While the title track of Dance to the Music brought the group its first hit, 1969′s Stand! remains its definitive statement. The album contains many of the positive songs above, yet it also did not shy away from talking tough, via the confrontationally anti-racist “Don’t Call Me N—–, Whitey” (the chorus of which replied, “Don’t Call Me Whitey, N—–”). The album became the group’s first gold disc, “Everyday People” was a #1 single, the group arguably stole the show at Woodstock — and just as the Family Stone were reaching the top, it all started to unravel.
The group began 1970 with a bang: the single “Thank You (Falettinme Be Mice Elf Agin),” indubitably one of the funkiest songs ever laid to wax. Yet Sly’s increasing drug abuse led to erratic behavior, and the group missed 26 of 80 scheduled concerts, many of which found the entire band present and ready to play, with Sly simply refusing to go on. Stories of his drug-fueled antics are legend: He obsessed maniacally with There’s a Riot Goin’ On, missing many deadlines and recording and re-recording so many times that the album has a dull, hissy sound (the tapes simply began to wear out). The album also had a dark, claustrophobic, doomed vibe, although Sly’s powers of social commentary were as strong as ever on “Family Affair,” which held the #1 spot on the U.S. singles chart for five weeks. By the time the album was done, the group’s brilliant drummer, Greg Errico, had left, and Graham was not far behind.
The hits continued for another couple of years — 1973′s Fresh, containing the excellent single “If You Want Me to Stay,” was a strong effort — but 1974′s “Loose Booty” was the group’s last charting single, and it dissolved the following year, with Stone filing for bankruptcy in 1976.
And that, sadly, is largely where the story ends. Sly made comeback attempts in the late 1970s and early ’80s, releasing three mediocre albums. P-Funk’s George Clinton brought him on tour with Funkadelic in 1981; he also appeared on former Time guitarist Jesse Johnson’s 1987 single “Crazay” — the title of which is so Sly-influenced that it verges on parody. The drug problems continued, with Sly being arrested three times on cocaine charges and ending the ’80s in prison on a 55-day charge for driving under the influence of the drug.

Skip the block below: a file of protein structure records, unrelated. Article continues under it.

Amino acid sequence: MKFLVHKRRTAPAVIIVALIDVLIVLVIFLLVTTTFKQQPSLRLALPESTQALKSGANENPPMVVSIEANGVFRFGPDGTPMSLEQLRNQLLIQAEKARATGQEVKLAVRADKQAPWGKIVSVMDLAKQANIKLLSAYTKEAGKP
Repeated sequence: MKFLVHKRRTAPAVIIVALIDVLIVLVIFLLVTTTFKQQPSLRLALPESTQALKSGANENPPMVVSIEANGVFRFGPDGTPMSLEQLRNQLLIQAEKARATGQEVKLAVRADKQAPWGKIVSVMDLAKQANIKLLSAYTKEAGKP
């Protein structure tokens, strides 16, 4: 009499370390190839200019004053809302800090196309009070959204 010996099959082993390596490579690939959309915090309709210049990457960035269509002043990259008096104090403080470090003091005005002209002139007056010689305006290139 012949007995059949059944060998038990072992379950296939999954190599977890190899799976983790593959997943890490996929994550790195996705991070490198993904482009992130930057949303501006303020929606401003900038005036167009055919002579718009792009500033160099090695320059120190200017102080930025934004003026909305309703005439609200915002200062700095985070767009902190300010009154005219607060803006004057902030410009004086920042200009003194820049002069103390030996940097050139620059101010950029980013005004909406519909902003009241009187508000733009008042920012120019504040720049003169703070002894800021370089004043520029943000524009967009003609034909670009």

Apart from the occasional impromptu appearance — in 1993, he surprised his former bandmates by joining them onstage when the group was inducted into the Rock and Roll Hall of Fame — Sly has kept a very low profile in the years since; his royalties presumably bring in significant income. He signed a contract with Avenue Records in 1995, but no releases followed. In the late 1990s, the creator of a Sly fan site claimed to have met with Sly at the artist’s behest. He reported that Sly was lucid and friendly, and said that he played new material that ranks with his best work. None of that material has yet emerged.
Last summer, Sly was reported seen in the crowd during a tribute concert in Los Angeles, wearing a motorcycle helmet throughout the performance. His behavior was no less unusual during rehearsals for Wednesday night’s Grammy performance: According to the Los Angeles Times, on Monday he participated in just two of three run-throughs of the song while dressed in a hooded raincoat and camouflage pants.
The Grammy performance — Sly’s first with the original Family Stone since 1971 — was a halting, confused affair and a complete disservice to his music. For a taste of his and the band’s greatness, Stand! and The Essential Sly and the Family Stone collection are probably the most definitive testaments.
Indeed, his legend is such that some defended even Wednesday night’s bizarre showing. Adam Levine of Maroon 5 — who took part in the all-star tribute that preceded Sly’s appearance — said to The Washington Post, “Can you really argue with an unbelievable-looking Mohawk and a silver jacket?”